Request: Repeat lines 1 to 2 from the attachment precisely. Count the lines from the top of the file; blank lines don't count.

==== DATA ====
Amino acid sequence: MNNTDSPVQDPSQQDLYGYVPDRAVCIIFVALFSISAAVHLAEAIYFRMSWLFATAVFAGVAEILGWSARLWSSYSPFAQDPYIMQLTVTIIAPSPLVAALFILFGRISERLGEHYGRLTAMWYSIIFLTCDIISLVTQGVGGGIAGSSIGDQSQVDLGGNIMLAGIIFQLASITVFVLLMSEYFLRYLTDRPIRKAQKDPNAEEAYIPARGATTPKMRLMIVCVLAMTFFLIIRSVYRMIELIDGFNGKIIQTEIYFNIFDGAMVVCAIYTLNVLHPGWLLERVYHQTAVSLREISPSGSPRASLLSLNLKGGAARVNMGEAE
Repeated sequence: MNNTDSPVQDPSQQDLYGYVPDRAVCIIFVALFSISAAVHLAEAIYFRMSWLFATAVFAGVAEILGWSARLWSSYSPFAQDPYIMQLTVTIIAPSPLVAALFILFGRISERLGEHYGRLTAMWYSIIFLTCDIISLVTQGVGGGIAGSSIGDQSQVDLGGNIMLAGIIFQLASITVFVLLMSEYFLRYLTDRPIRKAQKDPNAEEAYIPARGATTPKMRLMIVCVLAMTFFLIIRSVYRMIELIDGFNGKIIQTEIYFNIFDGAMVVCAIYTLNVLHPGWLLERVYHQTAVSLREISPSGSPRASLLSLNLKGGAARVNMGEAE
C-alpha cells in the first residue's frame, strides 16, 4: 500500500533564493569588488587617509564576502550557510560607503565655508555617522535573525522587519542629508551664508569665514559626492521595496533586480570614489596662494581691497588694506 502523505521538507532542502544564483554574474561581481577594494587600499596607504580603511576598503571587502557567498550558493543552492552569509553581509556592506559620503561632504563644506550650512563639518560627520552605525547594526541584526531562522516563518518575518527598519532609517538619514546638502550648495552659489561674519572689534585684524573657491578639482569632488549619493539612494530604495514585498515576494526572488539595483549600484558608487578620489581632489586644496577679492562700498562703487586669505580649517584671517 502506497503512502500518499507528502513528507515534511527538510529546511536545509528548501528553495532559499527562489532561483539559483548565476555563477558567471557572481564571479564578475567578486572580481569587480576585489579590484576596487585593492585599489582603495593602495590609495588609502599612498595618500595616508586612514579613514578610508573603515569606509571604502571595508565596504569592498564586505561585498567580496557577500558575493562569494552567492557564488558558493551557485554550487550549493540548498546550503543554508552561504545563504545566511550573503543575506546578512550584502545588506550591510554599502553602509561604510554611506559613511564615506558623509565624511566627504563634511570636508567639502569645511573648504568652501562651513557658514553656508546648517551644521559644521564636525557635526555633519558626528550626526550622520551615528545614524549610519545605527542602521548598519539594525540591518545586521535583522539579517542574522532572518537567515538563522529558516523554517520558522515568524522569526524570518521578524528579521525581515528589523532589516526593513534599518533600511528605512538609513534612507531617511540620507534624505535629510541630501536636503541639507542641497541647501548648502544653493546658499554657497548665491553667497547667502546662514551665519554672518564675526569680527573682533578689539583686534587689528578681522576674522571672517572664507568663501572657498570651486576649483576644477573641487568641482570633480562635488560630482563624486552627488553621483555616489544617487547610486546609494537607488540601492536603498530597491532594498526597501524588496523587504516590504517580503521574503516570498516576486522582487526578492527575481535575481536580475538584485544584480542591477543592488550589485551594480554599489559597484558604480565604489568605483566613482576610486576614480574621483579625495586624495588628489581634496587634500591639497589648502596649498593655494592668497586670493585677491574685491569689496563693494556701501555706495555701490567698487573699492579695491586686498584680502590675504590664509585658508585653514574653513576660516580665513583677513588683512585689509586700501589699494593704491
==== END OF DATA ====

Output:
Amino acid sequence: MNNTDSPVQDPSQQDLYGYVPDRAVCIIFVALFSISAAVHLAEAIYFRMSWLFATAVFAGVAEILGWSARLWSSYSPFAQDPYIMQLTVTIIAPSPLVAALFILFGRISERLGEHYGRLTAMWYSIIFLTCDIISLVTQGVGGGIAGSSIGDQSQVDLGGNIMLAGIIFQLASITVFVLLMSEYFLRYLTDRPIRKAQKDPNAEEAYIPARGATTPKMRLMIVCVLAMTFFLIIRSVYRMIELIDGFNGKIIQTEIYFNIFDGAMVVCAIYTLNVLHPGWLLERVYHQTAVSLREISPSGSPRASLLSLNLKGGAARVNMGEAE
Repeated sequence: MNNTDSPVQDPSQQDLYGYVPDRAVCIIFVALFSISAAVHLAEAIYFRMSWLFATAVFAGVAEILGWSARLWSSYSPFAQDPYIMQLTVTIIAPSPLVAALFILFGRISERLGEHYGRLTAMWYSIIFLTCDIISLVTQGVGGGIAGSSIGDQSQVDLGGNIMLAGIIFQLASITVFVLLMSEYFLRYLTDRPIRKAQKDPNAEEAYIPARGATTPKMRLMIVCVLAMTFFLIIRSVYRMIELIDGFNGKIIQTEIYFNIFDGAMVVCAIYTLNVLHPGWLLERVYHQTAVSLREISPSGSPRASLLSLNLKGGAARVNMGEAE